Brown and Robinson then wheeled the cart into a stairwell area, where the inspectors observed them exchange something. Soon thereafter, the inspectors arrested both Brown and Robinson. Robinson agreed to allow the inspectors to search his car. The inspectors discovered the stamps taken that evening inside a magazine on the floor of Robinson's car, and Robinson's car keys were found in Brown's possession.


Brown admitted to the theft but later testified that he did not know if Robinson had seen him take the stamps. Brown further testified that he had not discussed the theft of the stamps with Robinson and that Robinson was not a part of the theft. Robinson denied any knowledge of Brown's theft of the stamps on the second night and denied as well his alleged theft of the stamps on the first night.


Brown later pled guilty to a charge of mail theft. Robinson was indicted on two counts of mail theft, for the theft of the stamps on the first night and for aiding and abetting Brown's theft on the second night. He pled not guilty and was tried before a jury in federal district court.1 The jury convicted Robinson of both offenses, and Robinson appeals both convictions.

Sufficiency of Evidence


Robinson first challenges the sufficiency of the evidence to support his conviction on the aiding and abetting charge. In reviewing sufficiency claims, this court must view the evidence in the light most favorable to the jury's verdict. United States v. McCowan, 706 F.2d 863, 866 (8th Cir.1983) (per curiam). All reasonable inferences in favor of the verdict must be drawn from the facts, but a conviction must be supported by substantial evidence and cannot be based on mere suspicion or possibility of guilt. United States v. Wilson, 665 F.2d 825, 830 (8th Cir.1981), cert. denied, 456 U.S. 994, 102 S.Ct. 2279, 73 L.Ed.2d 1291 (1982); United States v. Jones, 545 F.2d 1112, 1115 (8th Cir.1976), cert. denied, 429 U.S. 1075, 97 S.Ct. 814, 50 L.Ed.2d 793 (1977). A defendant's association or presence at the crime is thus insufficient to support a conviction. United States v. Larson, 760 F.2d 852, 858 (8th Cir.), cert. denied, --- U.S. ----, 106 S.Ct. 143, 88 L.Ed.2d 119 (1985); United States v. Lard, 734 F.2d 1290, 1298 (8th Cir.1984). In the case before us, we must determine whether the facts so viewed sufficiently proved the elements of aiding and abetting, which are: (1) that the defendant associated with the illegal activity; (2) that the defendant participated in it as something he or she wished to bring about; and (3) that the defendant sought by his or her actions to make the activity succeed. McCowan, 706 F.2d at 866.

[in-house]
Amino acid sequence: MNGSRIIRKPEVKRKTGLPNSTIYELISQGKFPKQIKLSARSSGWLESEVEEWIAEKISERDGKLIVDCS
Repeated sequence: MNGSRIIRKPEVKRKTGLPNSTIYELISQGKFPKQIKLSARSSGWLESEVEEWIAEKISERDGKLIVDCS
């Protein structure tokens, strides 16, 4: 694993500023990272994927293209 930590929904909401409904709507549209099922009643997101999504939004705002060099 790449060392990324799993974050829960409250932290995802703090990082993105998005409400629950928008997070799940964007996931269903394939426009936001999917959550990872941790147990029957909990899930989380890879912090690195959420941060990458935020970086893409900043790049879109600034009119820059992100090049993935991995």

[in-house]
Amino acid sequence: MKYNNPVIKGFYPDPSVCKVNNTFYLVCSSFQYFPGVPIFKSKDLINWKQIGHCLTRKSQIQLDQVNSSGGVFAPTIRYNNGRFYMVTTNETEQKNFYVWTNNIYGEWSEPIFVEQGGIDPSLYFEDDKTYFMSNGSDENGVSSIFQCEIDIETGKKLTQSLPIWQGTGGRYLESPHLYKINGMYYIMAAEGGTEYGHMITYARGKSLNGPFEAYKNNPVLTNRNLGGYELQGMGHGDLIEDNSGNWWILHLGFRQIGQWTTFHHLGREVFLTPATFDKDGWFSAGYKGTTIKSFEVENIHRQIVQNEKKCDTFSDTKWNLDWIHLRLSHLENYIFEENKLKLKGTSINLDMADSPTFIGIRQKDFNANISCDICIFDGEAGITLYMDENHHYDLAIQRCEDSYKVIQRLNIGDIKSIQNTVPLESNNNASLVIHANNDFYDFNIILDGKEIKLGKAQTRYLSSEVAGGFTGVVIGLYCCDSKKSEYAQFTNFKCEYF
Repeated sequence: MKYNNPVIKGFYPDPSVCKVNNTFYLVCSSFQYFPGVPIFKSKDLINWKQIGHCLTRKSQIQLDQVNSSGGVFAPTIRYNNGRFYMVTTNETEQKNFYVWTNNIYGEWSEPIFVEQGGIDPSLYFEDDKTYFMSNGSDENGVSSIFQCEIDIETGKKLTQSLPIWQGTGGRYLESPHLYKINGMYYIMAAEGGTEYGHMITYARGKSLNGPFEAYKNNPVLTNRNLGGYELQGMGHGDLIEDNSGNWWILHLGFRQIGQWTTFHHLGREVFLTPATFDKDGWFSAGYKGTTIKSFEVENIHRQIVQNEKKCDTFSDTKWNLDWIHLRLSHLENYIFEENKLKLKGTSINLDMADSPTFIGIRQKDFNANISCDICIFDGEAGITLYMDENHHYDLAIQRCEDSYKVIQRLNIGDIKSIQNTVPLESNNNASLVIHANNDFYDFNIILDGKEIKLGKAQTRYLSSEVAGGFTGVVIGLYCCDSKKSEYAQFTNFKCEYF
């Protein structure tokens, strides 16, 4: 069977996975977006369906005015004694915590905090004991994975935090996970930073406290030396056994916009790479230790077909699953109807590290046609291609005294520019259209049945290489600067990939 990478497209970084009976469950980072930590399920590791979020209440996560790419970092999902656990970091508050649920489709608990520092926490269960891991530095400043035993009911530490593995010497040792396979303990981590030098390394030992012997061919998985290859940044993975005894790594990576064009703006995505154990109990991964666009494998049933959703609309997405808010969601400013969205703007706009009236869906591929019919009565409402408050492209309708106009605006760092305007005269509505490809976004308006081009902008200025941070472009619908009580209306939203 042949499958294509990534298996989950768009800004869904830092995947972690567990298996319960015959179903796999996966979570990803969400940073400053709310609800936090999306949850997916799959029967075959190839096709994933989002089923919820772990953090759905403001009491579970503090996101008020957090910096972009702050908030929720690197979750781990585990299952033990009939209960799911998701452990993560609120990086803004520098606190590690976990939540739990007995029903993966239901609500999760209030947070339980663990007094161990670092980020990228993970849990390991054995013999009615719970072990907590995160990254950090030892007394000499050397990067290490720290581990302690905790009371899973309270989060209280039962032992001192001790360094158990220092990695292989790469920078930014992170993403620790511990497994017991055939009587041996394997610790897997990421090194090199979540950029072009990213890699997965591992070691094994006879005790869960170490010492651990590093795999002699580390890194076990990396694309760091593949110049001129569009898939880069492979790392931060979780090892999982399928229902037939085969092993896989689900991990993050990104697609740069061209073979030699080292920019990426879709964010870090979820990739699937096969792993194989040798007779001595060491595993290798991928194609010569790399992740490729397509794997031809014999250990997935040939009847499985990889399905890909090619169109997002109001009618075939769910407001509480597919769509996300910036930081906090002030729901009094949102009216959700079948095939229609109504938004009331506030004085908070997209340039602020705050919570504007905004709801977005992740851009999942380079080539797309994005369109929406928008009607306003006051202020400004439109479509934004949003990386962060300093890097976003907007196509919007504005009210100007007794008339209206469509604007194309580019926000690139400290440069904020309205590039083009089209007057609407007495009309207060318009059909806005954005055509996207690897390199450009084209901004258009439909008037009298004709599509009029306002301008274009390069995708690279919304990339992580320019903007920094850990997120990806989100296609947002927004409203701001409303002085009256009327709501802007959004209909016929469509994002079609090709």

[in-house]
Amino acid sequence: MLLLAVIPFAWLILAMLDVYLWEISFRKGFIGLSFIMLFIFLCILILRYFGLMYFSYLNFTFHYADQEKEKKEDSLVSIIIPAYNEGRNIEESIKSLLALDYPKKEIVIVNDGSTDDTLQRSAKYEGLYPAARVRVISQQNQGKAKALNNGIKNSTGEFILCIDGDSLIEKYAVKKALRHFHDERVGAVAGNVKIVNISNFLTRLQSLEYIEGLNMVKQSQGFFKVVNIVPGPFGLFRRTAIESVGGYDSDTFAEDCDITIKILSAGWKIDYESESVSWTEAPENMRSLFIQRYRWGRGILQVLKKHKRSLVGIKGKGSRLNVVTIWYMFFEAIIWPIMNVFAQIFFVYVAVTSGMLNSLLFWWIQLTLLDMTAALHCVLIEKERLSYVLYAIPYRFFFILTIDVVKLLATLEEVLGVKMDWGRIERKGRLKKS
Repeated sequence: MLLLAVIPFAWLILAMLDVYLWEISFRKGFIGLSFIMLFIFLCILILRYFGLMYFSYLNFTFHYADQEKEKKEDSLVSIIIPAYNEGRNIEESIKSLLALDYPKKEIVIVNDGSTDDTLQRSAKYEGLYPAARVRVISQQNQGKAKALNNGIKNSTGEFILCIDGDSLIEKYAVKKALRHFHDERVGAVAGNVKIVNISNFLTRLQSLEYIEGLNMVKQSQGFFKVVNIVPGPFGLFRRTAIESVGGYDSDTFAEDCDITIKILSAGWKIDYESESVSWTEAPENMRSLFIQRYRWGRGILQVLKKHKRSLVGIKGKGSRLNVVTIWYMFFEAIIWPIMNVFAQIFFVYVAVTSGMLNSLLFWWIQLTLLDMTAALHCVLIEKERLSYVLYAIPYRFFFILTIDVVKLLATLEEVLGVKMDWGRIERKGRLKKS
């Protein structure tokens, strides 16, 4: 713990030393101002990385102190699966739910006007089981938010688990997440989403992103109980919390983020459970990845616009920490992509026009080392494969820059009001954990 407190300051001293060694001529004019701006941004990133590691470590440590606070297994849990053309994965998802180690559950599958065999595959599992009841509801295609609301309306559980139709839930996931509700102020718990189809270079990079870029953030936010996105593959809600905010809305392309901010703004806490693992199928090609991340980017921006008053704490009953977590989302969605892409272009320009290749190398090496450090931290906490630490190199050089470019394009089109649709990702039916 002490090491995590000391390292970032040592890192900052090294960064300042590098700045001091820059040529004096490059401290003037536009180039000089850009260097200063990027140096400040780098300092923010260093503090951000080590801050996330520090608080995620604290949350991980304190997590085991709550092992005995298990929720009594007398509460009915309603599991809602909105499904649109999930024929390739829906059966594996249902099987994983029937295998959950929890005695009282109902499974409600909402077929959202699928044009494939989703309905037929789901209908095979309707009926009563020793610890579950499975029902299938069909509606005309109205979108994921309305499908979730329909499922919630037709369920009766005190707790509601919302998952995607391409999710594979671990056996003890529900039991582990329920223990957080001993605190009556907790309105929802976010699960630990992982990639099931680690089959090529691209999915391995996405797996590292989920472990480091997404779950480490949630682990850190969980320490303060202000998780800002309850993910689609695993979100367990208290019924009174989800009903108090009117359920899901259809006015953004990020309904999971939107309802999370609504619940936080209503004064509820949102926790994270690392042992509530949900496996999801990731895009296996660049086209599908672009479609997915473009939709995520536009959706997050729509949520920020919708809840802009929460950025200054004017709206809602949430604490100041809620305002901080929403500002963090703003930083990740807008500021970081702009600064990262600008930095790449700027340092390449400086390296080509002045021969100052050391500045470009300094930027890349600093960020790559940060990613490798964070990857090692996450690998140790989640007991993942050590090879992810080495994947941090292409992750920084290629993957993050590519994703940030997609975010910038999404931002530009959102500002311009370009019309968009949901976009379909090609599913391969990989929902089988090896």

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While a close question, we cannot conclude that the evidence was insufficient to support Robinson's conviction for aiding and abetting Brown's theft. If the only evidence on the record to support the conviction was the testimony concerning Robinson's activities on the night Brown took the envelopes, we might have reached a different conclusion. The inspectors could not testify that they actually saw Robinson watch Brown pick up the stamps. Although Robinson and Brown both testified that Robinson gave his car keys to Brown, there is no direct evidence that Robinson knew Brown's purpose in obtaining the keys. Further, no fingerprints were taken from the stolen envelopes and consequently there is no evidence indicating that Robinson ever touched them.